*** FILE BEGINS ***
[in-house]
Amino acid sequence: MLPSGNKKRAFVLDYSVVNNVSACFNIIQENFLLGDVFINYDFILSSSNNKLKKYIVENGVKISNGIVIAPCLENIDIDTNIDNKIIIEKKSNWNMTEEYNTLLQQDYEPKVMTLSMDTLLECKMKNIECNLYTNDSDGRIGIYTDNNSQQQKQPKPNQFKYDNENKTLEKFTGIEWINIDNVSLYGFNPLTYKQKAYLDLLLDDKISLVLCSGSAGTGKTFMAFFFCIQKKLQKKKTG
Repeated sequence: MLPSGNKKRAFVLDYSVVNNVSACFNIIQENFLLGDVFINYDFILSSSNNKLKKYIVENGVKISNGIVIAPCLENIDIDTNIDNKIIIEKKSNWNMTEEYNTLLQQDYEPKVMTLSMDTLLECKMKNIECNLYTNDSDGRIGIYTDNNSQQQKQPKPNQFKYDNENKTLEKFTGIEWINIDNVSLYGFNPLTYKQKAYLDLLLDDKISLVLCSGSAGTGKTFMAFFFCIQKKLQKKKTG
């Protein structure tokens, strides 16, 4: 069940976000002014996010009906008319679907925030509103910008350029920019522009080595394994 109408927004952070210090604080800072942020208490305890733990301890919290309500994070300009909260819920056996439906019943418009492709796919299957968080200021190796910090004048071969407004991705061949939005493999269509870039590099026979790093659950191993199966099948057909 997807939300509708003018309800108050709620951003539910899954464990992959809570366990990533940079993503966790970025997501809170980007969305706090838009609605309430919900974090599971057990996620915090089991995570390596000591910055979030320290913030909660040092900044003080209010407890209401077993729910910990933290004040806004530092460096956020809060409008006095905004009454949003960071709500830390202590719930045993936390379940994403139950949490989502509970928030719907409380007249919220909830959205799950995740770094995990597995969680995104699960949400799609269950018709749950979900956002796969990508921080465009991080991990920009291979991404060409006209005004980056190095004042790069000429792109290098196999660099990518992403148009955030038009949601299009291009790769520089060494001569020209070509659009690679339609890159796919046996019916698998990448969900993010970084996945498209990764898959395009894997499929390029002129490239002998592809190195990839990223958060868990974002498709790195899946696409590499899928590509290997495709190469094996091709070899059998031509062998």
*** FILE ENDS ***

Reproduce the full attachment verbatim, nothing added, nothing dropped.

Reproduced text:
[in-house]
Amino acid sequence: MLPSGNKKRAFVLDYSVVNNVSACFNIIQENFLLGDVFINYDFILSSSNNKLKKYIVENGVKISNGIVIAPCLENIDIDTNIDNKIIIEKKSNWNMTEEYNTLLQQDYEPKVMTLSMDTLLECKMKNIECNLYTNDSDGRIGIYTDNNSQQQKQPKPNQFKYDNENKTLEKFTGIEWINIDNVSLYGFNPLTYKQKAYLDLLLDDKISLVLCSGSAGTGKTFMAFFFCIQKKLQKKKTG
Repeated sequence: MLPSGNKKRAFVLDYSVVNNVSACFNIIQENFLLGDVFINYDFILSSSNNKLKKYIVENGVKISNGIVIAPCLENIDIDTNIDNKIIIEKKSNWNMTEEYNTLLQQDYEPKVMTLSMDTLLECKMKNIECNLYTNDSDGRIGIYTDNNSQQQKQPKPNQFKYDNENKTLEKFTGIEWINIDNVSLYGFNPLTYKQKAYLDLLLDDKISLVLCSGSAGTGKTFMAFFFCIQKKLQKKKTG
């Protein structure tokens, strides 16, 4: 069940976000002014996010009906008319679907925030509103910008350029920019522009080595394994 109408927004952070210090604080800072942020208490305890733990301890919290309500994070300009909260819920056996439906019943418009492709796919299957968080200021190796910090004048071969407004991705061949939005493999269509870039590099026979790093659950191993199966099948057909 997807939300509708003018309800108050709620951003539910899954464990992959809570366990990533940079993503966790970025997501809170980007969305706090838009609605309430919900974090599971057990996620915090089991995570390596000591910055979030320290913030909660040092900044003080209010407890209401077993729910910990933290004040806004530092460096956020809060409008006095905004009454949003960071709500830390202590719930045993936390379940994403139950949490989502509970928030719907409380007249919220909830959205799950995740770094995990597995969680995104699960949400799609269950018709749950979900956002796969990508921080465009991080991990920009291979991404060409006209005004980056190095004042790069000429792109290098196999660099990518992403148009955030038009949601299009291009790769520089060494001569020209070509659009690679339609890159796919046996019916698998990448969900993010970084996945498209990764898959395009894997499929390029002129490239002998592809190195990839990223958060868990974002498709790195899946696409590499899928590509290997495709190469094996091709070899059998031509062998």